Massachusetts voter rolls list a record 4.5 million registrations, but an untold number — potentially as high as 1 million registrations — should no longer be on the books.
That’s because state and local election organizers are not always able to track when registered voters move out of state or if they die outside of Massachusetts.
Eventually such individuals are removed from voter rolls, but there can be a lag time of several years, and in the meantime more registrations become out of date.
State officials said they do not believe any of the discrepancies are nefarious in nature or signs of voter fraud.
But Secretary of State William Galvin, whose office maintains state voter records, also said he has been advocating for Massachusetts to join the Electronic Registration Information Center, or ERIC, a consortium of states that have agreed to share voter registration and drivers license data to keep more accurate voter rolls.
ERIC began in May 2012 with seven states and now features 20 states, as well as Washington D.C., which pay annual membership dues for access to software as well as technical and administrative assistance.
“We’ve been pushing for it for a couple of years,” said Galvin.
State Representative Jay R. Kaufman has filed a bill that would have Massachusetts join ERIC and would also allow eligible voters to be registered automatically. He said joining ERIC could help clear up inaccuracies in the state’s database, including from voters who moved out of state or died in another state.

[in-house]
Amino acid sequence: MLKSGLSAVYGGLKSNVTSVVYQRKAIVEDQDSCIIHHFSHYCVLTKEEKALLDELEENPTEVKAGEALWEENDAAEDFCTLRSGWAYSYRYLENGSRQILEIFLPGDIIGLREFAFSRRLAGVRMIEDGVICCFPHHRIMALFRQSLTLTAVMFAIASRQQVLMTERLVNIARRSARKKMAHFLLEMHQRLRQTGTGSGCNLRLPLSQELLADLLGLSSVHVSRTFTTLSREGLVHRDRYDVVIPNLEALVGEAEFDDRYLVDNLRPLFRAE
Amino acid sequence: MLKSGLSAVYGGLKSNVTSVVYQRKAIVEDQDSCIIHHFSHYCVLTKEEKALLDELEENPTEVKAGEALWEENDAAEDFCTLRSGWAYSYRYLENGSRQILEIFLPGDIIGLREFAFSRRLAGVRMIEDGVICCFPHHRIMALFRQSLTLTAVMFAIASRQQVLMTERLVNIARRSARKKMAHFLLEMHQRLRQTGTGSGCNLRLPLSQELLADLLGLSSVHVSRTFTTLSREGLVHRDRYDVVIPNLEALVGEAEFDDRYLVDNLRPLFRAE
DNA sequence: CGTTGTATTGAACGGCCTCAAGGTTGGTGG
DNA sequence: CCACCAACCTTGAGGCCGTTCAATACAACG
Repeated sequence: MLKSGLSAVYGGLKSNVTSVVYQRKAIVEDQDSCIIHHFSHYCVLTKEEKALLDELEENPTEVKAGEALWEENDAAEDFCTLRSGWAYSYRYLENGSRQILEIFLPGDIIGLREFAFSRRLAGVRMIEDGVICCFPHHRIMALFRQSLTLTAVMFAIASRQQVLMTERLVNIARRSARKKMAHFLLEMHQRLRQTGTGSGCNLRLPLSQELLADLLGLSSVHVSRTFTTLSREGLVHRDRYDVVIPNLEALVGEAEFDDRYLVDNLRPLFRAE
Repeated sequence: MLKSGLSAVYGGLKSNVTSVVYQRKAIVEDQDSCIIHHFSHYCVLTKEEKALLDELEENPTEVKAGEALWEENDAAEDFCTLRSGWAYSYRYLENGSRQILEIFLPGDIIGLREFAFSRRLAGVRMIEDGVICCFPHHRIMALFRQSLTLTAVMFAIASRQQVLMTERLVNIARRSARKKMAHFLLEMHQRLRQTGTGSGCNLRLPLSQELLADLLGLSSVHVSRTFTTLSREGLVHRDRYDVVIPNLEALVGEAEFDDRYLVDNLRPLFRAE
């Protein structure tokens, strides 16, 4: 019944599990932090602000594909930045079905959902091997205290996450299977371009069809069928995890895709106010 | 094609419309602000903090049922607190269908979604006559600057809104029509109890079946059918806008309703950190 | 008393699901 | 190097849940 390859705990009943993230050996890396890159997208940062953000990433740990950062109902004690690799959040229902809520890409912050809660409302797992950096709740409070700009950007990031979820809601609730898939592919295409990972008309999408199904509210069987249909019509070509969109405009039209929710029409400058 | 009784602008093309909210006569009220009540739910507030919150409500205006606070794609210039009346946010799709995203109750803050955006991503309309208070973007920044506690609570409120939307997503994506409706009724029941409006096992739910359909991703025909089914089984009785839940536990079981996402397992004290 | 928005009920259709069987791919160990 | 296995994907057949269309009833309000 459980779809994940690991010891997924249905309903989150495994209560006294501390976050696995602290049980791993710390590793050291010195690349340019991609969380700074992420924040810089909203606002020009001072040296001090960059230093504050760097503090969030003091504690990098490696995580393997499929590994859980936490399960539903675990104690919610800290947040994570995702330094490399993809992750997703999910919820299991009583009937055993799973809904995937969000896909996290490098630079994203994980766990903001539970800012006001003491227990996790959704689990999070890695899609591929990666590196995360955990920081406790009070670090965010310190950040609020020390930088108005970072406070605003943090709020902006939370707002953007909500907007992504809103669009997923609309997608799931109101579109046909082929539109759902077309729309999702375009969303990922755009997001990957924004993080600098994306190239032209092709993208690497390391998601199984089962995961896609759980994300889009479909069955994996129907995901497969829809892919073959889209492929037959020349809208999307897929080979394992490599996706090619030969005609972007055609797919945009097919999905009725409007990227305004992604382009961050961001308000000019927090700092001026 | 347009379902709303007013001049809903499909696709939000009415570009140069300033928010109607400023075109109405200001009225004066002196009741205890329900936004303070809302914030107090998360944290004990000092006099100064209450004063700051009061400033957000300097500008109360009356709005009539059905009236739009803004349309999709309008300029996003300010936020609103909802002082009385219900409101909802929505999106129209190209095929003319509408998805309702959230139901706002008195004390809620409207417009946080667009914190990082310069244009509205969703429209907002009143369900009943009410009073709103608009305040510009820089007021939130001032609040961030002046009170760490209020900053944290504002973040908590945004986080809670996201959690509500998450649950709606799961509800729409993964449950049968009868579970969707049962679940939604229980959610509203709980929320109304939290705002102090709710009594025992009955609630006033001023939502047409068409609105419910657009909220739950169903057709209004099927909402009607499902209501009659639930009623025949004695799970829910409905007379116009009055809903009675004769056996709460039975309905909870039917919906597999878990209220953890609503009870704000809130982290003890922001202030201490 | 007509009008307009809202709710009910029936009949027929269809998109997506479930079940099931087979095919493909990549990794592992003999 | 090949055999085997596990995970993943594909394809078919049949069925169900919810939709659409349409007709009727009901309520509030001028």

More accurate records would reduce the potential for fraud and abuse, Kaufman said. Studies examining voter fraud have found a few minor cases, none of them serious enough to affect the outcome of an election.
Improved registration could also lower costs on inefficiencies like notices sent to old addresses and cut down on the hassle that voters and election officials experience.
“Local clerks and voters would have an easier time with a more technologically advanced system, and that’s good for democracy and how we spend taxpayers’ money,” said Kaufman.
John Lindback, ERIC’s executive director, said the system can also be helpful in removing out-of-date registrations from voters who have moved within state — a problem that, although less likely to inflate voter rolls, is far more common than out-of-state moves or deaths but can be just as problematic for voters and local officials on Election Day.
The state Republican Party said it supports efforts to improve the accuracy of voter records.
“While we have faith in the integrity of the voting system in Massachusetts, the MassGOP believes election officials should work to ensure voter rolls are accurate and that only eligible citizens are able to cast ballots on Election Day.” MassGOP executive director Brian Wynne said in a statement.
Michael Murray, deputy executive director of the Massachusetts Democratic Party, said that whenever a person moves or dies, there is going to be some “natural lag in getting that information back to the [local] clerks,” and election officials. “But there’s no evidence of anyone committing any sort of voter fraud or anything like that.”
Massachusetts officials said there’s no way to know exactly how many voters are registered who shouldn’t be.
The number may be significant.